Emacs vs. Vim

Emacs versus Vim. It’s an always entertaining argument and we all have fun with it from time to time. My own views, as I’ve expressed often on Irreal, are that they’re both really good editors and the editors of choice for most serious, topnotch developers.

There is, to my mind, a difference: If you want a fast simple editor that does one thing well, Vim is probably your best bet. If you want a programming/editing platform that provides a framework that allows you to build the perfect (for you) editing and workflow environment, Emacs is probably the right choice.

Chris Siebenmann has a post that approaches the problem from the point of view of someone conversant in both. Although he appears to be most comfortable in Emacs, he’s been using Vim a lot and likes it. He’s been wondering if he should switch to Vim and be done with it. At the end of the day, he chose to remain with Emacs for the same sort of reasons that I expressed above: Emacs is so easily configurable and there are so many 3rd party packages for it that it seemed like a better choice for him.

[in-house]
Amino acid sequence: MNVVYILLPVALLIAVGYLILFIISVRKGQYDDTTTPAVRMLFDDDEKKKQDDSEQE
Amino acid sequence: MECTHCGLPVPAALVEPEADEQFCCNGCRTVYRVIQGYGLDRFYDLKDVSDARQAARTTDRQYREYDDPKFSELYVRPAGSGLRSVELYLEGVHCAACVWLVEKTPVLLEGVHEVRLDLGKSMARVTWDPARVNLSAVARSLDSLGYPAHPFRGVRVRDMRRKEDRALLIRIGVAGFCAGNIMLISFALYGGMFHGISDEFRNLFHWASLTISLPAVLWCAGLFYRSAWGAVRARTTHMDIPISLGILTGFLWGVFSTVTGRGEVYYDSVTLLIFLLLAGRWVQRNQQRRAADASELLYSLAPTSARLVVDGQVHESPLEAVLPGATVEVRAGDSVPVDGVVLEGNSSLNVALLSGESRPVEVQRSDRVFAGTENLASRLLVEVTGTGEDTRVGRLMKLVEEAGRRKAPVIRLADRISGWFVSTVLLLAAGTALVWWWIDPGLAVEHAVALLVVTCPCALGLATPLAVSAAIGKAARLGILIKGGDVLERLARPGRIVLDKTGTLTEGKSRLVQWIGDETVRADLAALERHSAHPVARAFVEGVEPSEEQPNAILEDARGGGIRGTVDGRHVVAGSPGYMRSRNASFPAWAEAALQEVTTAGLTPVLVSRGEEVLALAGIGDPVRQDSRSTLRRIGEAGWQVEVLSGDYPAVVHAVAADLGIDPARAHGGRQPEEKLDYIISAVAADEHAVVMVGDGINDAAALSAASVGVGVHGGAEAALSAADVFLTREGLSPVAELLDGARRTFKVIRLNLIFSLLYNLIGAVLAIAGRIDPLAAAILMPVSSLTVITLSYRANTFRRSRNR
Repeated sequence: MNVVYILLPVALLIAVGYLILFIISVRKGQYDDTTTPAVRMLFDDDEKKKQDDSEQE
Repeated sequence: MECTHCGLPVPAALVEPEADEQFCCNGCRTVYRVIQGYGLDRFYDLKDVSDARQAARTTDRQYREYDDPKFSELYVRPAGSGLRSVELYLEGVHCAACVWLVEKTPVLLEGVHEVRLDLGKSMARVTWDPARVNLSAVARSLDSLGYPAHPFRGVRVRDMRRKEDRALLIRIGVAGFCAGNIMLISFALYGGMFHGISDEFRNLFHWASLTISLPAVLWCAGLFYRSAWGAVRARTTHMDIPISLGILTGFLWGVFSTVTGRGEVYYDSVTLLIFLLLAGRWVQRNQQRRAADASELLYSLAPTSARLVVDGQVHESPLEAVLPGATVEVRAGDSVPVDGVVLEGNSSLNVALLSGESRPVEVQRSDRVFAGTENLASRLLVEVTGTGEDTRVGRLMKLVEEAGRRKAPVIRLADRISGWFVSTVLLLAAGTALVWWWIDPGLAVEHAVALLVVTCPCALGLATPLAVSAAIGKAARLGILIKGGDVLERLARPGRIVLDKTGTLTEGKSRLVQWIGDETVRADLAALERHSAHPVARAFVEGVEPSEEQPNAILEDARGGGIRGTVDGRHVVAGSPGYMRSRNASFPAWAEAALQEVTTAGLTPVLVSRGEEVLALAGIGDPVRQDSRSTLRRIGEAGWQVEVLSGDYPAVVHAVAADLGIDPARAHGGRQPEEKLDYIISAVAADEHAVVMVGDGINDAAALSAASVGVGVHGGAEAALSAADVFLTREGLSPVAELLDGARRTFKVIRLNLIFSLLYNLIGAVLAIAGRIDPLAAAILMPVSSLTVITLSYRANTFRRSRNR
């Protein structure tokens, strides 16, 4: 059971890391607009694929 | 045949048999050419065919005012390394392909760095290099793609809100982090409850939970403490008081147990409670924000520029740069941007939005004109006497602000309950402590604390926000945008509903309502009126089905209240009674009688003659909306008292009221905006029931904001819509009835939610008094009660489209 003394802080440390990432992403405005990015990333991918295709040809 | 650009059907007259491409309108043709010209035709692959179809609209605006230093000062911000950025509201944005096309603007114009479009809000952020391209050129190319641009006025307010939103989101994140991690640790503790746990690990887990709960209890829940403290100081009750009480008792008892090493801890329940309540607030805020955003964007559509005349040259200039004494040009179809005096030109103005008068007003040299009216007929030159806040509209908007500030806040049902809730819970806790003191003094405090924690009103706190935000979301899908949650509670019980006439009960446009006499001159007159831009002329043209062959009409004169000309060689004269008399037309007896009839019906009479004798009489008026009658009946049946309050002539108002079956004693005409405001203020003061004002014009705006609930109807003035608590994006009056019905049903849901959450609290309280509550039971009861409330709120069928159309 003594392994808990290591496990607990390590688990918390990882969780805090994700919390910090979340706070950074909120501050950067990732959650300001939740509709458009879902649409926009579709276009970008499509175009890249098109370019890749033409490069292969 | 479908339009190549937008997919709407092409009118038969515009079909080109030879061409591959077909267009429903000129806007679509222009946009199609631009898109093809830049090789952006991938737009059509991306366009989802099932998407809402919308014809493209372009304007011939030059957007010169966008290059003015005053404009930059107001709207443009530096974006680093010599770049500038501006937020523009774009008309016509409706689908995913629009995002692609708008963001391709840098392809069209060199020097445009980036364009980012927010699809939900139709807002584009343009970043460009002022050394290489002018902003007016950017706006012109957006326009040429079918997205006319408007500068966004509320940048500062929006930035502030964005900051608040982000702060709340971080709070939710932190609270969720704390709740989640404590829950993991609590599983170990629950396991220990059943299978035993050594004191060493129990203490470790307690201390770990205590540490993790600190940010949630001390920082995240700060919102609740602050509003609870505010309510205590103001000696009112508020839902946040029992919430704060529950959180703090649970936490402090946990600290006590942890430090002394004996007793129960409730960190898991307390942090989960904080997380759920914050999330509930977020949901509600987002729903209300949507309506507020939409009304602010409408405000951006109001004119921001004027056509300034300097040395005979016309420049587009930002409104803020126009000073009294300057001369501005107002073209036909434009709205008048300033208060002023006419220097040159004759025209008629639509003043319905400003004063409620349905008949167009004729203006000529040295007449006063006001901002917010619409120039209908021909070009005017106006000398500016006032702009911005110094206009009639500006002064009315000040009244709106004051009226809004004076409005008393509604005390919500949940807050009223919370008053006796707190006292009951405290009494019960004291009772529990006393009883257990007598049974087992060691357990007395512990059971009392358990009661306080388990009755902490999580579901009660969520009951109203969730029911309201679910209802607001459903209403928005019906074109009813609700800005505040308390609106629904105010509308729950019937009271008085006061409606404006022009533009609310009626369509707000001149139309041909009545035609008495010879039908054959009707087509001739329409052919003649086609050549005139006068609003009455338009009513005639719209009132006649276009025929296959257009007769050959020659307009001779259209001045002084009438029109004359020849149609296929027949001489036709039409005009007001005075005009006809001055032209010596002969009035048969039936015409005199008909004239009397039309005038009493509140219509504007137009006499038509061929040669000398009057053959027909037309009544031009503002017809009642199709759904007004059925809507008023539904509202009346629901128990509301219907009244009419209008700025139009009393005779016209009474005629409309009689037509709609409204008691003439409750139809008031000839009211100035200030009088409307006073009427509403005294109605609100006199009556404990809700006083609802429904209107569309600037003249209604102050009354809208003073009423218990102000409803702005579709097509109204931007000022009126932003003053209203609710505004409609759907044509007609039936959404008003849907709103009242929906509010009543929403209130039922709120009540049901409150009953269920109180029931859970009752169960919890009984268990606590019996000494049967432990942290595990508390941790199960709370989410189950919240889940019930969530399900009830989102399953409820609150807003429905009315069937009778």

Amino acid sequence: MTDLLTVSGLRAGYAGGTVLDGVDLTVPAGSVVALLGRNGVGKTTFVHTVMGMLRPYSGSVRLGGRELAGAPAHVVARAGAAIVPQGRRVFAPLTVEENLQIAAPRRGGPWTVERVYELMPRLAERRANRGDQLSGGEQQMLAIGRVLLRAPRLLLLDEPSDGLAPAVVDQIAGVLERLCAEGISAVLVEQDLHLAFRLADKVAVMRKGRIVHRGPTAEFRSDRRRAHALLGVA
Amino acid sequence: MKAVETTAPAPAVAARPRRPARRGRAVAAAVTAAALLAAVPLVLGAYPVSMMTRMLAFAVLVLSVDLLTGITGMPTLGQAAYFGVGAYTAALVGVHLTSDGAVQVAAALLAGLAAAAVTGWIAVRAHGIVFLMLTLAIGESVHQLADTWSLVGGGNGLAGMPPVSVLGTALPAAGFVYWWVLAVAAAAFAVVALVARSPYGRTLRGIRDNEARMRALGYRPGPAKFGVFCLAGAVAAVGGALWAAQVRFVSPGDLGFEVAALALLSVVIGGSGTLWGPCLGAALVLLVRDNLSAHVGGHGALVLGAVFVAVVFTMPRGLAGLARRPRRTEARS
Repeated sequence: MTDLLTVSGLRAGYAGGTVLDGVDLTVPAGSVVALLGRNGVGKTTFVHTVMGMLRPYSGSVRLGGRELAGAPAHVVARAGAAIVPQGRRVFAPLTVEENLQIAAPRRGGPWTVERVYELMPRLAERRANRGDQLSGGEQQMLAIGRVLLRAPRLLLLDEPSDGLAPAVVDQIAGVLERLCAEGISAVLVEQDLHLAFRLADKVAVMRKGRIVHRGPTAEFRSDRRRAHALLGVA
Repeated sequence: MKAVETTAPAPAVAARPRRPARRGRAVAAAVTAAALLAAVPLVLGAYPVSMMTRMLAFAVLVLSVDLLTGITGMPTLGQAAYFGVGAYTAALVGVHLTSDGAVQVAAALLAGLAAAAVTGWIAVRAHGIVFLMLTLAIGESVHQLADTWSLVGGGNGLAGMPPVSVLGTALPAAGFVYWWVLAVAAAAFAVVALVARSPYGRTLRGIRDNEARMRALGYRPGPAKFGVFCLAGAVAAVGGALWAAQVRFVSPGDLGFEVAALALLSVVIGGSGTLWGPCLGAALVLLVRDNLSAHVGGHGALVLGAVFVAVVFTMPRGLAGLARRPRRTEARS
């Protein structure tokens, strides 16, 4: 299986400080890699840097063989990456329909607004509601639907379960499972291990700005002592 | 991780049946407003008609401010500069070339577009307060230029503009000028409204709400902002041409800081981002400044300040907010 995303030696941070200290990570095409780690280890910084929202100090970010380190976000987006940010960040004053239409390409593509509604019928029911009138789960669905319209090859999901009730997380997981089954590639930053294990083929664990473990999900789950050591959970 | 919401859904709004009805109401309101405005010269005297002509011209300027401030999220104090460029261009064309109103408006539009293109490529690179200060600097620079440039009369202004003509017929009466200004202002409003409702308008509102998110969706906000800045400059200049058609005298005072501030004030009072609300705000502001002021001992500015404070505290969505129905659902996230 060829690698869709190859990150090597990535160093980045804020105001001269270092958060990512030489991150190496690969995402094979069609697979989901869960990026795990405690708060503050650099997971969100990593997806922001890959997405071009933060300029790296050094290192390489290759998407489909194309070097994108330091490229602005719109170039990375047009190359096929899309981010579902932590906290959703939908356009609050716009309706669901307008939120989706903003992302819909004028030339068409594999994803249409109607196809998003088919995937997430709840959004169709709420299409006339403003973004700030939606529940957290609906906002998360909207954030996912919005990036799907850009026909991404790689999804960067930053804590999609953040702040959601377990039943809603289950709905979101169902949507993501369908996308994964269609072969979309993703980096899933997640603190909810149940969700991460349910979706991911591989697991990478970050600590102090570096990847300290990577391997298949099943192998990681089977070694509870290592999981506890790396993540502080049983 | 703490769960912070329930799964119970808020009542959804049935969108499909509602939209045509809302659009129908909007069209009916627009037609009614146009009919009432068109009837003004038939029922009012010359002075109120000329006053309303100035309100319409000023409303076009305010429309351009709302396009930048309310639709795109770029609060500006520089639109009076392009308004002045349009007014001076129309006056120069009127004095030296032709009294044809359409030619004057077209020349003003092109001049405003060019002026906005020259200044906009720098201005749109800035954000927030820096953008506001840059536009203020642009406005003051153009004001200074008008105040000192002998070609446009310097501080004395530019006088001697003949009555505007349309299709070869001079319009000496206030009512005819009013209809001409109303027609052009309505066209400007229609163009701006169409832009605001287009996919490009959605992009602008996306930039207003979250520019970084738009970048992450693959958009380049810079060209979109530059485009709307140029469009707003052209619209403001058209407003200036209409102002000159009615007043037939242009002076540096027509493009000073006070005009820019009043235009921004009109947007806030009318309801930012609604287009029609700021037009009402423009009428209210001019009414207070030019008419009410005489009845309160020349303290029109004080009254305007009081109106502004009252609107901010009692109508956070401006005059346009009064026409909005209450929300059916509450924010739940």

Be sure to take a look at his post to get his unfiltered opinions on the subject. I can only say that I came to Emacs (from Vim) because of the Lisp integration (Slime, etc.) and stayed because it provides me with a wonderful, flexible, work environment.

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  • VIM was unique to me because it introduced me to the idea command composition. It is easy to do one thing. And you can combine it with something to more of that. Or do more stuff in order. Come one everybody loves hitting ":wq" to save your file and exit VIM. The idea is probably old and it was done somewhere first but it was new to me. That command composition seems to be given little to zero appreciation. I mean everybody groks the utility of mechanism but what is missed is the creativity of the whole thing. I don't hear many VIMmers say it like that, but, I thought they ought to, because that makes VIM lovable compared to ed and its ilk.

    • jcs

      Absolutely. Command composability is Vim's killer feature. I wrote about that and Mike Kozlowski's excellent discussion of it here.